Recently, my grandmother passed away. I think about all the things I couldn’t tell her when I saw her last. I think about how when my little brother met my grandmothers in Korea for the first time, he had nothing to say to them, both because he saw them so rarely and because he didn’t have the language skills to reach across the divide, nor any motivation to try, and it makes me so sad. My relationship with them meant so much to me, but he didn’t and doesn’t have that, not that he feels the loss. You can’t miss something you never had.
But that’s the thing. I don’t want our kid to grow up never missing what he didn’t have, in terms of being around family, being around people in touch with his cultural heritages (all of them), being able to grow up with the internalized knowledge of other languages and customs. If he didn’t have them, I’m sure he wouldn’t miss them, at least until he was well into his twenties or even thirties, if ever. But I would know what he was missing out on, and I want these things for him.
I really need to learn more Korean!
Yesterday, as I was sorting through a bunch of old things we had in our giant filing cabinet, I found a bunch of pictures of me with my little brother (now 15) from when he was an infant.
Just like any parent might tell you, I remember the day when those pics were taken like it was yesterday! I remember him being tiny and helpless and gurgling, just barely struggling to move his hands and his bobbly head around. I remember him laughing when I made funny faces. I remember his delight when he pushed something through a hole cut in a box for the first time! I remember him crawling and learning to walk.
And now, he’s 15. I remember when he first stopped running to me for hugs when I visited him at home w/ my parents! And when he wanted me to stop holding his teeny hand out in public.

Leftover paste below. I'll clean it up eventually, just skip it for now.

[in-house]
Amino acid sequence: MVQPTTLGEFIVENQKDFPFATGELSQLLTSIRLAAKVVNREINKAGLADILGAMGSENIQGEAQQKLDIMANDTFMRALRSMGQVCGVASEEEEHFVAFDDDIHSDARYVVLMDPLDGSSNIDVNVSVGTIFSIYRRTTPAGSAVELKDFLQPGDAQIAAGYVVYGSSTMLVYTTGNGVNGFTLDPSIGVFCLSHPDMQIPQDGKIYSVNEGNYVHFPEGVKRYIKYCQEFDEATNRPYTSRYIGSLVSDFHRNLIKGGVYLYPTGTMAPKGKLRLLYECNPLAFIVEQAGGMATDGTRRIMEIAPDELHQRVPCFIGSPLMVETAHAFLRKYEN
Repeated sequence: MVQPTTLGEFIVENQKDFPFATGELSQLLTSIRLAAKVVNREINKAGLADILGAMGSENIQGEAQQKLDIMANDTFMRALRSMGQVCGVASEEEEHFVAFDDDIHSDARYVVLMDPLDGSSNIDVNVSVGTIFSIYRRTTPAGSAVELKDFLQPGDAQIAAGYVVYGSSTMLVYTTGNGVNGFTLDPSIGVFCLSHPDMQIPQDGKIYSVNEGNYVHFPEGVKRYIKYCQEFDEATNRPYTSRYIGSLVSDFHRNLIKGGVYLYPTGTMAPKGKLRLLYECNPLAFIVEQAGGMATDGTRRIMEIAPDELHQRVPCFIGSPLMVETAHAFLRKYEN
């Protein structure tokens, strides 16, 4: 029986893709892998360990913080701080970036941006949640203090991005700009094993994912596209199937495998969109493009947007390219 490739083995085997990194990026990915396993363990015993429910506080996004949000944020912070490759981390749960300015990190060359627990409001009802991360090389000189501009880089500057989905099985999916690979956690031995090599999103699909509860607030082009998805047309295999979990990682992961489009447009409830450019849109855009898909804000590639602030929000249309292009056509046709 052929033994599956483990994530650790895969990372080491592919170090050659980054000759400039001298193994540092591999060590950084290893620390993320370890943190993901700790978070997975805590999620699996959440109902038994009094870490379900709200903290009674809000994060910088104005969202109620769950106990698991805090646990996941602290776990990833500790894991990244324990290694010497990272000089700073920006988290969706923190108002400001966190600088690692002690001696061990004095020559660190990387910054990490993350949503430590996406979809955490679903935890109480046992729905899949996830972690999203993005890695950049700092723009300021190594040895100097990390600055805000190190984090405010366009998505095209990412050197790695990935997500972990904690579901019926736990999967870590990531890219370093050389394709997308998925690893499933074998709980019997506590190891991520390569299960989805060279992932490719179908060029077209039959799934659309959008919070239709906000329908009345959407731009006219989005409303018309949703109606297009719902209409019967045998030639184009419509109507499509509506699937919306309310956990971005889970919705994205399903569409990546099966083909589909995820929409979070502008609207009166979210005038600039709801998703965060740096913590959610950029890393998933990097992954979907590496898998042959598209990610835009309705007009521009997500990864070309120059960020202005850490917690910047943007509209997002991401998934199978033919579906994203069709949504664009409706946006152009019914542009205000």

Man, now that we are expecting a child of our own, I am so excited about going through all the small and big milestones with our son, but also pre-sad about when he doesn’t want to be cuddled anymore, when he’ll be too big to think Mommy and Daddy are the best in the world! :'(
The little bro is coming to visit for a month starting this Saturday. We’ll make him help move our furniture around (it was all shuffled in order to get our floors fixed, which is starting today!) and finish up the painting. Hehehehe. Here comes free labor! Maybe I can make him wash the car too.
We definitely, without any room for doubt, felt kicks externally yesterday. It was pretty exciting. I had felt the so-called flutters and even some things that I was reasonably sure were kicks in the past, but yesterday was the first time I was like, “There is nothing in my body that could possibly make that sensation except for a baby!”
I also tried to use the stethoscope to find the heartbeat, but I couldn’t. I knew it would be hard this early and especially with a baby that is attached in the front (I don’t know the technical term, but that’s where the placenta is), but it was fun trying. 🙂 Some people say they get paranoid when they can’t find it, but I know I can feel the baby moving around in there, so I’m not concerned. It’s just for my amusement.
In the last couple of days, it seems as though the baby has further accelerated in its growth! My stomach is ginormous. It has become uncomfortably large, in that it is big enough to make other people around me feel uncomfortable. It is the metaphorical elephant in the room, so people feel obligated to make a comment, but no one should feel like they need to talk to me about the baby. My brain is already chock-full of baby thoughts and I don’t mind a distraction about “normal” things. 🙂
My coworker brought us a bundle of baby things for us. They are completely unused (long story, not mine to tell) and of an amazing quality. The haul included a stroller, a baby food steamer/blender, some toys, and a baby bouncer*.
* One might imagine a tough little baby that kicks people out of clubs, but really, it’s a bouncy thing the baby lies down on.
I have ordered a stethoscope from Amazon to see if I can listen to the baby while it’s inside. Heh.